In improvisation, time has a different feel – it’s not that important, it seems. Improvisers work together to create without worrying too much if they have enough time. You rarely, if ever, here an improviser say ‘we could have done so much better if we’d had more time’. Accepting offers, doing something, being obvious, going down dead-ends, trying something else – all part of the improviser’s arsenal. And improvisers can create amazing, sometimes, magical things while the rest of us are still thinking about where we’d start!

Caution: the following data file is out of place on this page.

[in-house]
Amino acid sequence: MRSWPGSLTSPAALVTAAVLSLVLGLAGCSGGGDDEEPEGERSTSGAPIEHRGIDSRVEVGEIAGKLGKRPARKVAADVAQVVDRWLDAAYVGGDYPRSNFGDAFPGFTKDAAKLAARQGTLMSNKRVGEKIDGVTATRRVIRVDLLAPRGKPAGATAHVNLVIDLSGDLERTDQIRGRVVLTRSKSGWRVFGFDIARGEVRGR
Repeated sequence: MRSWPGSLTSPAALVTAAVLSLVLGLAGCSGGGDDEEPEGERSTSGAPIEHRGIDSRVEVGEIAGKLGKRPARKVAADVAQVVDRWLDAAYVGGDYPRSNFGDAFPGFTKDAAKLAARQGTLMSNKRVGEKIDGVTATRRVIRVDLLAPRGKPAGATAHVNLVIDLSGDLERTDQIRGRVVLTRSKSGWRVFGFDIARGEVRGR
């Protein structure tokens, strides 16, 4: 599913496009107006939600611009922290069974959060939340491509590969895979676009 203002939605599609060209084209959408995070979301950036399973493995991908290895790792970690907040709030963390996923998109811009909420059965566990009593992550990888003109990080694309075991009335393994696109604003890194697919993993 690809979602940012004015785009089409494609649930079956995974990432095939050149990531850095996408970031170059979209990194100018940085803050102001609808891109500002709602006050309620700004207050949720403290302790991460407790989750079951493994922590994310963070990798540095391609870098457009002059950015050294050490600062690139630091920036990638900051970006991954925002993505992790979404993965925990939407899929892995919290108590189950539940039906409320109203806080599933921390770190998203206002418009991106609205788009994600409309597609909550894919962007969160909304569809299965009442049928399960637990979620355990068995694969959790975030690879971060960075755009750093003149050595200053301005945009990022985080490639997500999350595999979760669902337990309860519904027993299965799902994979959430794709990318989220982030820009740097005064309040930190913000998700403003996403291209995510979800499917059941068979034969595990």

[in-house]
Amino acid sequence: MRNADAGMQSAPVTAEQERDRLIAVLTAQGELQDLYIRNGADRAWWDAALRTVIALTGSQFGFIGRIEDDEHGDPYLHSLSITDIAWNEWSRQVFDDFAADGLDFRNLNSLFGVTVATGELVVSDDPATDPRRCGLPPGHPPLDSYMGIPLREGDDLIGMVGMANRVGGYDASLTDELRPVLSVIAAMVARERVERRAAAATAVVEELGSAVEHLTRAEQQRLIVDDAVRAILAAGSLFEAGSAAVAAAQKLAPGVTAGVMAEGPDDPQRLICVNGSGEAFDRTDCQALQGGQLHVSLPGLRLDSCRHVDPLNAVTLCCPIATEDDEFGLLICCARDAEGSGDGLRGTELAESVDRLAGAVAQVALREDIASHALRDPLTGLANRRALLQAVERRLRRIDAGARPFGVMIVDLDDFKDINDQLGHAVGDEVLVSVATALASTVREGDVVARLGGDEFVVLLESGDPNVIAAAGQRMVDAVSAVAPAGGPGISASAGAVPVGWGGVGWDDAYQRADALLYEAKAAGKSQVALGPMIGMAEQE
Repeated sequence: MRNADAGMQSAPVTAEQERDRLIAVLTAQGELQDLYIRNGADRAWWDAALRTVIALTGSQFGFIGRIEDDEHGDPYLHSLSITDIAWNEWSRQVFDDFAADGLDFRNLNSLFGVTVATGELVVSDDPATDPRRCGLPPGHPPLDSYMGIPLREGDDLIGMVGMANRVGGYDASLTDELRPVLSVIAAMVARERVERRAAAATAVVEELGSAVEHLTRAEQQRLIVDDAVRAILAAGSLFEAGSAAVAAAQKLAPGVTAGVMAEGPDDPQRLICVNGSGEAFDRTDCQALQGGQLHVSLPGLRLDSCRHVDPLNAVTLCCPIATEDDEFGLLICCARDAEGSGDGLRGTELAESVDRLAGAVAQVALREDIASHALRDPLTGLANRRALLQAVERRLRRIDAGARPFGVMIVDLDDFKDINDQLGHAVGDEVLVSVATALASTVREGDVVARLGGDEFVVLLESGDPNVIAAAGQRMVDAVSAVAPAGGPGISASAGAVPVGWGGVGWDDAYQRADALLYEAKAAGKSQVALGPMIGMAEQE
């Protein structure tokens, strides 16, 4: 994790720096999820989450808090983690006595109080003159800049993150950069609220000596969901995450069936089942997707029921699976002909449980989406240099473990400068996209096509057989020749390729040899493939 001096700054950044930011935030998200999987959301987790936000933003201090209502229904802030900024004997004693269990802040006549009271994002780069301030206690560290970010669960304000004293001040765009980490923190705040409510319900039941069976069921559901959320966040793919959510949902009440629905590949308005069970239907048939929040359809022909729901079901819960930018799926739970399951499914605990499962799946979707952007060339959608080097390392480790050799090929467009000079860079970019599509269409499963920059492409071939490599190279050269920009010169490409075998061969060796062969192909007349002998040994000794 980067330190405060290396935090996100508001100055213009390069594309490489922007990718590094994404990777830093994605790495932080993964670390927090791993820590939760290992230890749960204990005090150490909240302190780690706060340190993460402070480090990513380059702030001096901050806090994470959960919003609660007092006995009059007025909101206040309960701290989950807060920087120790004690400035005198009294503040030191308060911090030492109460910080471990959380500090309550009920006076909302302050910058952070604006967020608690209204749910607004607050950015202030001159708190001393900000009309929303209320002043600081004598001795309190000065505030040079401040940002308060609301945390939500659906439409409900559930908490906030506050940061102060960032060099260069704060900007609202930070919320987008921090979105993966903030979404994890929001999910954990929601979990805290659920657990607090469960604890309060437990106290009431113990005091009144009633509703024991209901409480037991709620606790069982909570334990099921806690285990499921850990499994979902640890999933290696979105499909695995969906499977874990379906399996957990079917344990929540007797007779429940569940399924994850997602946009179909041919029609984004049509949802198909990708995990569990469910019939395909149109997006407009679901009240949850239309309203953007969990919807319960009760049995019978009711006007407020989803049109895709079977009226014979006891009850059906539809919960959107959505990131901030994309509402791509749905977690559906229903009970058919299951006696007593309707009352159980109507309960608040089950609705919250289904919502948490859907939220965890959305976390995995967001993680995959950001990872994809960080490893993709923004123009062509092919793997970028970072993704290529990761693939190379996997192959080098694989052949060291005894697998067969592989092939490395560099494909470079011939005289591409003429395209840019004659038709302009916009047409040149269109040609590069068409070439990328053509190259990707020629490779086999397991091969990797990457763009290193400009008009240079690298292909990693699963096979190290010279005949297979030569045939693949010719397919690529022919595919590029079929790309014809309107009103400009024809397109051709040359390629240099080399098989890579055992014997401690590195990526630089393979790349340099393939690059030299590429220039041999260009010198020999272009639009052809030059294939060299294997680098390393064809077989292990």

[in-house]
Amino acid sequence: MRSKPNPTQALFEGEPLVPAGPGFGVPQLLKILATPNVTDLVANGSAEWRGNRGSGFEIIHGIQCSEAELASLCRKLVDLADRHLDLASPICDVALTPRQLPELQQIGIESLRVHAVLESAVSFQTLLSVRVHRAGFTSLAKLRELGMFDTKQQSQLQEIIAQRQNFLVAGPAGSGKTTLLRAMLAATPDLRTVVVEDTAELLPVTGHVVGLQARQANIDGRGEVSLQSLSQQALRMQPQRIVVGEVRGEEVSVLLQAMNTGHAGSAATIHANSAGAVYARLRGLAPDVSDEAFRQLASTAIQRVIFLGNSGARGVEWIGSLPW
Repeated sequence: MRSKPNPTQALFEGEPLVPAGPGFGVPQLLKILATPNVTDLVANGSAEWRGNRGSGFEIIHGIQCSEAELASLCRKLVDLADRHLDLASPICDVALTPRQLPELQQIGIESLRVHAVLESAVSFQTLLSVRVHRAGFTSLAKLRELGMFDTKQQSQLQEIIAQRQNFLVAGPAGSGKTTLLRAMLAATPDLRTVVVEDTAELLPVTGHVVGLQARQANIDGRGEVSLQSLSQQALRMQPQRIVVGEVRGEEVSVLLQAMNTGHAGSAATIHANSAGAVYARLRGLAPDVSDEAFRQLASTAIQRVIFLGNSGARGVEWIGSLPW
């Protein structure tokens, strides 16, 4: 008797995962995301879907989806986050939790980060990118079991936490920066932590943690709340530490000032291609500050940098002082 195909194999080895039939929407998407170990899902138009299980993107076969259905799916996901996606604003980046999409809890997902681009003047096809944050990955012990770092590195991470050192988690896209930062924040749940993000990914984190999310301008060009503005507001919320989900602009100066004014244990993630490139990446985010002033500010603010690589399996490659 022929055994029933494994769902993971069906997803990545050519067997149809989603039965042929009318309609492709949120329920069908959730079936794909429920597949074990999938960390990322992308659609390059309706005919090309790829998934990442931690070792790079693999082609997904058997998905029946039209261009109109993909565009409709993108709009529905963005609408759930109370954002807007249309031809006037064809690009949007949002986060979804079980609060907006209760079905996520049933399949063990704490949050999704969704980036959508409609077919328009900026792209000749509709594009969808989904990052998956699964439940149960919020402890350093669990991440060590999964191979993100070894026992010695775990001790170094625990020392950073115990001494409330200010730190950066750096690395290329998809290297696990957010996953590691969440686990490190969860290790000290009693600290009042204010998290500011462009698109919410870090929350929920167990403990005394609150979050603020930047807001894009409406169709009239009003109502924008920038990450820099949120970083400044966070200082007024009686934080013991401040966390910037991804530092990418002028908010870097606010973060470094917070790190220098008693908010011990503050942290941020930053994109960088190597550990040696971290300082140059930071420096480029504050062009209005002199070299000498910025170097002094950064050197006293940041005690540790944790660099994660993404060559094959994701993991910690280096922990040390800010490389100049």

Meanwhile, in a workshop people are in the process of creating a vision. ‘We need more time to get it right.’ Ahem – what’s wrong with this statement? Let’s ignore the ‘get it right’ bit for a moment and focus on time. How much time? How much time is enough for people to have meaningful conversations? Will they do any better if they have more time? Is asking for more time simply avoiding the inevitable, that is, making a decision?
If anyone ever asks you what’s so difficult about facilitating, see if they can answer the above questions.